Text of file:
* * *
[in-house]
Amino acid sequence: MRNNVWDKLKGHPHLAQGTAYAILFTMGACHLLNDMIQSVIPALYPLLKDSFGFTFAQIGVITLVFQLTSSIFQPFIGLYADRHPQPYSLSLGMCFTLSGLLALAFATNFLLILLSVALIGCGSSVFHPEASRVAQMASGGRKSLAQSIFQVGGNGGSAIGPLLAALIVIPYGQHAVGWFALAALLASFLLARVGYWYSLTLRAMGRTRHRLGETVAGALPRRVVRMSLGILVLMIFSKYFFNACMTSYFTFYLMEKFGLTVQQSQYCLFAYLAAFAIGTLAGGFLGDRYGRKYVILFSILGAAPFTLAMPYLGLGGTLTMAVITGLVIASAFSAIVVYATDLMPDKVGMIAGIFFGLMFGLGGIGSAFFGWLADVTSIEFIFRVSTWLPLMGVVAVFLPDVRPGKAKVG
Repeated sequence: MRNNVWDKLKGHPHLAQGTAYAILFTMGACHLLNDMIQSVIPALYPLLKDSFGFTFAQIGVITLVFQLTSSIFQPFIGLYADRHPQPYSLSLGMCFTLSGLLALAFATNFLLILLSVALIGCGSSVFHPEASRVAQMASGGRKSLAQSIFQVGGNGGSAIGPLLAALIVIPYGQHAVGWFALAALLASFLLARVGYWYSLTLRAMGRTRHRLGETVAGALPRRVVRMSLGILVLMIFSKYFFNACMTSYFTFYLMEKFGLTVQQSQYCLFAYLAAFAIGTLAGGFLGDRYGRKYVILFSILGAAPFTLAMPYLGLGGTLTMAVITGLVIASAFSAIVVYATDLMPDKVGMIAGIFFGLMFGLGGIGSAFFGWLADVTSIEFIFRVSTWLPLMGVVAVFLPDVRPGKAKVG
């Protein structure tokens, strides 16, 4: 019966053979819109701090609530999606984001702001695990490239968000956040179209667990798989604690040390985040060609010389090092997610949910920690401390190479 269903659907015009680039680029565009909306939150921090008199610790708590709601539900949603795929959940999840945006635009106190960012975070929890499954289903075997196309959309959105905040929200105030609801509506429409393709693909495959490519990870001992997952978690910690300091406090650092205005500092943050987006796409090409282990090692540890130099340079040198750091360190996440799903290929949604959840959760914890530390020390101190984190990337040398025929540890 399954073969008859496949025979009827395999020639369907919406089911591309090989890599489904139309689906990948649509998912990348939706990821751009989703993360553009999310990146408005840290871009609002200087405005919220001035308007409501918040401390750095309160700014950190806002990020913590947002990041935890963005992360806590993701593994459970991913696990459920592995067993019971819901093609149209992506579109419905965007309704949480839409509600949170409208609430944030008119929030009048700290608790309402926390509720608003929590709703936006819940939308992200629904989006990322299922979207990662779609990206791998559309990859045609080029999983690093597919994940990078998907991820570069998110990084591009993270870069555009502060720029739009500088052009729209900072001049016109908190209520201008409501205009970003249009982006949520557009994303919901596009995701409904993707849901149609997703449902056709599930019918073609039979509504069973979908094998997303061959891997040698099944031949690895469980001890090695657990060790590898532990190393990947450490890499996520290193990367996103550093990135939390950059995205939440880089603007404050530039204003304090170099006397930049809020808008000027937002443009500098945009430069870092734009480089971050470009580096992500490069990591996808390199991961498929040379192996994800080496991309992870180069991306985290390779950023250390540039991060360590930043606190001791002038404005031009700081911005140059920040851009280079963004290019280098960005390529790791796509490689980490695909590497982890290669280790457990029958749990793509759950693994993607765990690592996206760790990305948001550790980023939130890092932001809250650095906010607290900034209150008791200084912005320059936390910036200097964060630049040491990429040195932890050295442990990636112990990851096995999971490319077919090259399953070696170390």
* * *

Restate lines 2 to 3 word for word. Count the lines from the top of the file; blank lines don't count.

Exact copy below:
Amino acid sequence: MRNNVWDKLKGHPHLAQGTAYAILFTMGACHLLNDMIQSVIPALYPLLKDSFGFTFAQIGVITLVFQLTSSIFQPFIGLYADRHPQPYSLSLGMCFTLSGLLALAFATNFLLILLSVALIGCGSSVFHPEASRVAQMASGGRKSLAQSIFQVGGNGGSAIGPLLAALIVIPYGQHAVGWFALAALLASFLLARVGYWYSLTLRAMGRTRHRLGETVAGALPRRVVRMSLGILVLMIFSKYFFNACMTSYFTFYLMEKFGLTVQQSQYCLFAYLAAFAIGTLAGGFLGDRYGRKYVILFSILGAAPFTLAMPYLGLGGTLTMAVITGLVIASAFSAIVVYATDLMPDKVGMIAGIFFGLMFGLGGIGSAFFGWLADVTSIEFIFRVSTWLPLMGVVAVFLPDVRPGKAKVG
Repeated sequence: MRNNVWDKLKGHPHLAQGTAYAILFTMGACHLLNDMIQSVIPALYPLLKDSFGFTFAQIGVITLVFQLTSSIFQPFIGLYADRHPQPYSLSLGMCFTLSGLLALAFATNFLLILLSVALIGCGSSVFHPEASRVAQMASGGRKSLAQSIFQVGGNGGSAIGPLLAALIVIPYGQHAVGWFALAALLASFLLARVGYWYSLTLRAMGRTRHRLGETVAGALPRRVVRMSLGILVLMIFSKYFFNACMTSYFTFYLMEKFGLTVQQSQYCLFAYLAAFAIGTLAGGFLGDRYGRKYVILFSILGAAPFTLAMPYLGLGGTLTMAVITGLVIASAFSAIVVYATDLMPDKVGMIAGIFFGLMFGLGGIGSAFFGWLADVTSIEFIFRVSTWLPLMGVVAVFLPDVRPGKAKVG